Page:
Six Things You Need To Know About Scorpion Child

Group photo of rock band Scorpion Child
(Image credit: Justin Borucki)

Local folklore boasts strange tales about Enchanted Rock, Texas. Our photoshoot location is said to be a portal to other worlds, and the site of alleged sacrifices and disappearances. For Scorpion Child vocalist/founder Aryn Jonathan Black, it harks back to months spent as an 18-year-old in the New Mexico mountains. “Older Apaches would tell campfire stories,” he recalls, “legends you want to believe are true because they’re so out-there and unearthly.”

Touches of this mysterious hoodoo have transferred into Scorpion Child’s new album Acid Roulette – a rich, primal surge of 70s rock, gothic darkness and commanding psychedelia. We caught up with Black to hear more…

There was a dark period.

Scorpion Child began casually in 2007 in Austin, Texas. At the time, Black had recently arrived with nothing but an acoustic guitar, a backpack of spare clothes (“which got stolen”) and a notebook full of his musings from stints in Minneapolis, LA, Chicago and other cities. “I was at the height of my party phase,” Black admits. “The comedowns didn’t last long because I’d start partying again. It was a really dark time for me. I realised I wanted to live, and I was really dying.”

Following various EPs and singles, Scorpion Child’s debut finally landed in 2013. From here “the band really started”, including support slots with Clutch and Monster Magnet.

Ex-members made them stronger.

Over the years eight players have left to have children or pursue other ventures, but Black feels everyone played instrumental roles. “It’s pretty broad and open to change,” he says of their style. “It’s had to be, because we’ve had people come and go.”

Scorpion Child’s classic 70s references are obvious (Led Zeppelin, Humble Pie), but their palate is far more expansive, tapping into the likes of Bauhaus, psychedelia and heavy metal. “This line‑up has achieved musical boundaries that are more exciting than anything we’ve done before,” enthuses Black.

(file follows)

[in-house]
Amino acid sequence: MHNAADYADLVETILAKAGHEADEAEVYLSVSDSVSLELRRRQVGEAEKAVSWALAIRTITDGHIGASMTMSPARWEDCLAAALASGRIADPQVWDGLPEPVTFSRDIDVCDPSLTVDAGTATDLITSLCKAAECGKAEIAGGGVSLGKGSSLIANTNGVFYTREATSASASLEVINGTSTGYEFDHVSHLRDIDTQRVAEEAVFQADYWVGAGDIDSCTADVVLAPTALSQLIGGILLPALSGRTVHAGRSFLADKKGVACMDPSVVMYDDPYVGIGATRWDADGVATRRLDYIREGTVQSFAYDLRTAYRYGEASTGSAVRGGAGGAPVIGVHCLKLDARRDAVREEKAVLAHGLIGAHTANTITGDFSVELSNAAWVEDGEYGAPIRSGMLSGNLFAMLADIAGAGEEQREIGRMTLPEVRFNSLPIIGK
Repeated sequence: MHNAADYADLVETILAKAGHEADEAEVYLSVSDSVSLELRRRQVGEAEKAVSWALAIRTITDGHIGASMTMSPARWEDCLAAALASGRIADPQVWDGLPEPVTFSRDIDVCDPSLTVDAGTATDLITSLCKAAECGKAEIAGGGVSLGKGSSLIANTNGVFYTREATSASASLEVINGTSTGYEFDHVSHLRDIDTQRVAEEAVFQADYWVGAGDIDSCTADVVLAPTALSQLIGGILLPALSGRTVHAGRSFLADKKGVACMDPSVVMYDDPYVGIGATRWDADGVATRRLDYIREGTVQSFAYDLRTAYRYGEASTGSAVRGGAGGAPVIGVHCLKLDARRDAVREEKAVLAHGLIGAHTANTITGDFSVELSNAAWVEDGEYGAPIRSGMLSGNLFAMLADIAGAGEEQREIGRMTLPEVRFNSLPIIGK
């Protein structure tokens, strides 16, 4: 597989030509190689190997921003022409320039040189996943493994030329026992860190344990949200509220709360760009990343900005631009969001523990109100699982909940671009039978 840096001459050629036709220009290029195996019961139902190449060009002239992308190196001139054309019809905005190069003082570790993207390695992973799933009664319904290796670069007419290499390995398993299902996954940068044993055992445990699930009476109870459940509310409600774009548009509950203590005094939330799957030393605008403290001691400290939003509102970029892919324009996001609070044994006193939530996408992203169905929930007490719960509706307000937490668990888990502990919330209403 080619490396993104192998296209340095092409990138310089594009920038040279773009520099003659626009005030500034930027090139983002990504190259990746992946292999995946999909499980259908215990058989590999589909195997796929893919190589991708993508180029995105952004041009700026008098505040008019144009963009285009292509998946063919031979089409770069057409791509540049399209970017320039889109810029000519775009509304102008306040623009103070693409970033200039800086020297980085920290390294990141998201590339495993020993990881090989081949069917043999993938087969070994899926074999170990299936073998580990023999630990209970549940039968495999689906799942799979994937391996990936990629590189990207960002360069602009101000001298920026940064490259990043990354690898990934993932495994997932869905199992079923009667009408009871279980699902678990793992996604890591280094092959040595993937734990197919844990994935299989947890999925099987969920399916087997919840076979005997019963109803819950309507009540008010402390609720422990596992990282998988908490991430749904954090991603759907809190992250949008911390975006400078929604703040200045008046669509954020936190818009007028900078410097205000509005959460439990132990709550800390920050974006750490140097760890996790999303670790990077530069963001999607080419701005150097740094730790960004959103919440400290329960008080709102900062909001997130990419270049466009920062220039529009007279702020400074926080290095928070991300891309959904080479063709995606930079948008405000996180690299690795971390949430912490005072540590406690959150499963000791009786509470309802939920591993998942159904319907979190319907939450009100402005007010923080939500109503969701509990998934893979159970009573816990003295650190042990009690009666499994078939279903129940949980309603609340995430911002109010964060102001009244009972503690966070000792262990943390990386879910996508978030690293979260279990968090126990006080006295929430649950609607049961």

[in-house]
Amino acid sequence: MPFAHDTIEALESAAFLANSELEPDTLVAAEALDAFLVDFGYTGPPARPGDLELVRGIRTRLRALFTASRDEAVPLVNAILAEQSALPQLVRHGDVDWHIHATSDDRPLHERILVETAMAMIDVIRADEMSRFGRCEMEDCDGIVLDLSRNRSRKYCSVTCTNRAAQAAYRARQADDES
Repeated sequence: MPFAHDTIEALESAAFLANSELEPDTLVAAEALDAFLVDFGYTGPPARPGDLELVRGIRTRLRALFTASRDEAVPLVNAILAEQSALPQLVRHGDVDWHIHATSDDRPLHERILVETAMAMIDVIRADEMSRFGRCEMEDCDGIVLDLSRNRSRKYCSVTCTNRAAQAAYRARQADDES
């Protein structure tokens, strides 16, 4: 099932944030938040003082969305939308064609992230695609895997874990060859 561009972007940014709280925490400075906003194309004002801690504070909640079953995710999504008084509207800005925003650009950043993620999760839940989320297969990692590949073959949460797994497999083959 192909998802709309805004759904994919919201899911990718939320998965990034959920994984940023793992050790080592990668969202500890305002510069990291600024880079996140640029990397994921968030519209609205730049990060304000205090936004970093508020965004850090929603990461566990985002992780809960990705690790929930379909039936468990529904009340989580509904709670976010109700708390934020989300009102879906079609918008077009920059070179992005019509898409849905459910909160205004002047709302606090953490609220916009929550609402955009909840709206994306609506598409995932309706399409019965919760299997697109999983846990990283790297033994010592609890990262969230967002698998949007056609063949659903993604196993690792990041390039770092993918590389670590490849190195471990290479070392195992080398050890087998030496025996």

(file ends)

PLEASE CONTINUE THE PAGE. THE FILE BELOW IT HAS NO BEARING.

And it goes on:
They owe a lot to horror.

It’s not just about great sounds. Black has long drawn from the personalities of Patti Smith, Peter Murphy and Ronnie James Dio, as well as 50s horror and B-movies.

“I look at the visuals. I don’t think, ‘Let me see how I can be Dio,’” he reasons. “Sure, I have a velour shirt like he did, but he was a theatrical performer. I latch onto that in the same way I latch onto film. The other night I rewatched The Seventh Seal by Ingmar Bergman. I love the colour contrast and posturing in that movie.”

It all began with gangster rap in the Midwest.

Black grew up in what he calls a “difficult neighbourhood” in St Louis, Missouri, where the first music he heard was rap and metal. “There was a lot of crime,” he remembers. “Having this semi-hostile environment was taxing. The stress of that was best cured with heavy music.”

To escape the stress, Black’s father would take him camping at weekends. Back home, Black dreamed of peaceful rural scenes and thought, “As soon as I graduate, I’ll get out of here and live in the mountains.”

…Before detouring to New Mexico.

At 17 (before his city travels and arrival in Austin) Black moved to a ranch in New Mexico. There he met the Jicarilla Apache, “a displaced native American tribe”, who told stories of the nearby haunted Urraca Mesa. Inspired, he moved to the surrounding mountains for several months, partaking in “medicinal sweats” and enjoying a remote existence.

“It was a long time before I missed the city,” he says. “The sweats were soul cleansing – long-term it’s enabled me to dig deeper creatively. It prevented writer’s block.”

He did venture to Urraca Mesa itself, without falling foul of its legendary “portals to hell”: “You do feel like something’s watching you. There’s a lot of dead trees and it’s eerily silent.”

Their singer was almost eaten by a bear.

Well, sort of…. “I came across this stream and there were two beautiful black bear cubs,” Black remembers of one mountain stroll. “Their mother came walking over to them, staring straight at me the whole time, so I had to stand as tall as I could and look back at her. She was huge. They walked away, but she looked at me like, ‘Don’t you even think about it!’ It was a really magical experience because my heart was pounding out of my chest.”

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Polly Glass
Deputy Editor, Classic Rock

Polly is deputy editor at Classic Rock magazine, where she writes and commissions regular pieces and longer reads (including new band coverage), and has interviewed rock's biggest and newest names. She also contributes to Louder, Prog and Metal Hammer and talks about songs on the 20 Minute Club podcast. Elsewhere she's had work published in The Musician, delicious. magazine and others, and written biographies for various album campaigns. In a previous life as a women's magazine junior she interviewed Tracey Emin and Lily James – and wangled Rival Sons into the arts pages. In her spare time she writes fiction and cooks.